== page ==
Your nighttime routine doesn't have to be complicated. Some parents swear by warm baths, while others want plenty of cuddles and reading time before bed. It could even look like singing/playing a soft song, turning the white noise machine on, and laying them down. The point is to find what works for you and your baby and do it every night before bedtime. This will help them understand when it's time to snooze, so they'll be more likely to drift off quickly.
Since babies were snug and cozy in the womb for 9 months, they love the feeling of being bundled up when they fall asleep. It helps them understand where they are and feel secure, which can help them get to sleep faster.
There are many options out there for sleepwear that make it easy to keep your little one cozy, but also allow freedom of movement so they don't feel restricted or uncomfortable. Swaddles are perfect for babies who aren't able to roll over yet. You could also try a sleep sack or swaddle suit, which is perfect for babies who are breaking out of their swaddle.
This one can be really hard, especially if you get your baby to sleep before your normal bedtime and then want time to relax. It's easy to turn to your phone or TV to get a little "me-time" but like most things, moderation is key. Do what you can to limit blue light exposure to your baby so that their circadian rhythms aren't affected and they can sleep better.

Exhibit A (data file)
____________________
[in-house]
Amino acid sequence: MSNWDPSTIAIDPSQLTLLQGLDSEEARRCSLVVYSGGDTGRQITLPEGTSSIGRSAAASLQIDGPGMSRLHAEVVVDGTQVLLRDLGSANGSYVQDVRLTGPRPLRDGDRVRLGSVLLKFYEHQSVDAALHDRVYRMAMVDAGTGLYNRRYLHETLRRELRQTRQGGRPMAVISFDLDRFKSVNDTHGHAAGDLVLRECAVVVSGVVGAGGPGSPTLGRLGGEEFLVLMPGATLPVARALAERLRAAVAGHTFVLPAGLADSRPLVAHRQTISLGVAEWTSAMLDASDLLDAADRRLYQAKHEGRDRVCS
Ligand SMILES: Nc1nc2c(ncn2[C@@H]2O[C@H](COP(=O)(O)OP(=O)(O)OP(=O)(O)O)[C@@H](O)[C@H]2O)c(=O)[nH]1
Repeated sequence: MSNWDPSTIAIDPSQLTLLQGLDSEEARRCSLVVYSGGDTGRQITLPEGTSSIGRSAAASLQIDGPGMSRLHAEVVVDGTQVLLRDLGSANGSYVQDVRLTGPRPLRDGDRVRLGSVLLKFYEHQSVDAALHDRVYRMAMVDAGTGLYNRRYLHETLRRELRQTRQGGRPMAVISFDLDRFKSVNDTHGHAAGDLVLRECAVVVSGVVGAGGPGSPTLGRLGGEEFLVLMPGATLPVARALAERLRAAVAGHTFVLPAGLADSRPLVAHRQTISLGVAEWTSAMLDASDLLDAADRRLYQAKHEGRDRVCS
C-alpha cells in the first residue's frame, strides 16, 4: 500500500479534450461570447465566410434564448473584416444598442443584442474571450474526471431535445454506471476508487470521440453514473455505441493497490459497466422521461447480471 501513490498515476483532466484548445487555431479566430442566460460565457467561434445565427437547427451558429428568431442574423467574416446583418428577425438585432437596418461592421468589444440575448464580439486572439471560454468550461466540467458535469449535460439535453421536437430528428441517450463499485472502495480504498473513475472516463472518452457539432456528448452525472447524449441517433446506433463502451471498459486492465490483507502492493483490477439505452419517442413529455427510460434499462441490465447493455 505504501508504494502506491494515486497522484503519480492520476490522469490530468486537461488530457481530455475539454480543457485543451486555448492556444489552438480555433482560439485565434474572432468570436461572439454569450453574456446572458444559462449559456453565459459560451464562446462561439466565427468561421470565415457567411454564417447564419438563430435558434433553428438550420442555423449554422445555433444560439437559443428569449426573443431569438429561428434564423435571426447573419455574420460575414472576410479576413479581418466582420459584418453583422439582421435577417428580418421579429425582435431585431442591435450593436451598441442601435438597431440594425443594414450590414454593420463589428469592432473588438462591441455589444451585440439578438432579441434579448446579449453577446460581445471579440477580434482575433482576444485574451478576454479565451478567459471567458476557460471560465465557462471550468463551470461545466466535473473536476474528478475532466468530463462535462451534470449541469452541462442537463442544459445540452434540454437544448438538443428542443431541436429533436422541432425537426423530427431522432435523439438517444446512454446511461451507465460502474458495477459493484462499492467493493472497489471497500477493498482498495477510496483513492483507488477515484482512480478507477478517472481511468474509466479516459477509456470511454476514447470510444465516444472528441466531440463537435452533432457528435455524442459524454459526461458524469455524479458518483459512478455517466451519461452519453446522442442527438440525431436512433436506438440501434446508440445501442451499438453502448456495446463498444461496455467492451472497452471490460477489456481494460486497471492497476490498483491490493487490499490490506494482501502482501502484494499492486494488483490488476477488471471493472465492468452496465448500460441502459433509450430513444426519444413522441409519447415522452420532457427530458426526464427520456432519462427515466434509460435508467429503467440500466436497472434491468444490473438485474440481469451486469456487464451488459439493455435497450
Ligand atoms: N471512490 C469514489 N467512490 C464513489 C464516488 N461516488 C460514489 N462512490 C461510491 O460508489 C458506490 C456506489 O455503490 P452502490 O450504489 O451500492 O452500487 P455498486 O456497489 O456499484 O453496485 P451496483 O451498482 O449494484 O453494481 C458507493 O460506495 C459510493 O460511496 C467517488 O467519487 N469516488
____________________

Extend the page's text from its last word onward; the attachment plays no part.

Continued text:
As for your own sleep hygiene, avoid bringing your phone into bed with you or watching TV while in bed. It might take a while to purge yourself a blue light before bed, but take it 5 to 10 minutes at a time and you'll notice how much more prepared you feel for a good night's sleep.
It's easy to want to snuggle during your baby’s wake periods, but making sure your baby gets enough activity and stimulation during the day will help them sleep better at night. A regular bedtime routine is crucial, but it's also beneficial to keep things relaxed and quiet during naptimes.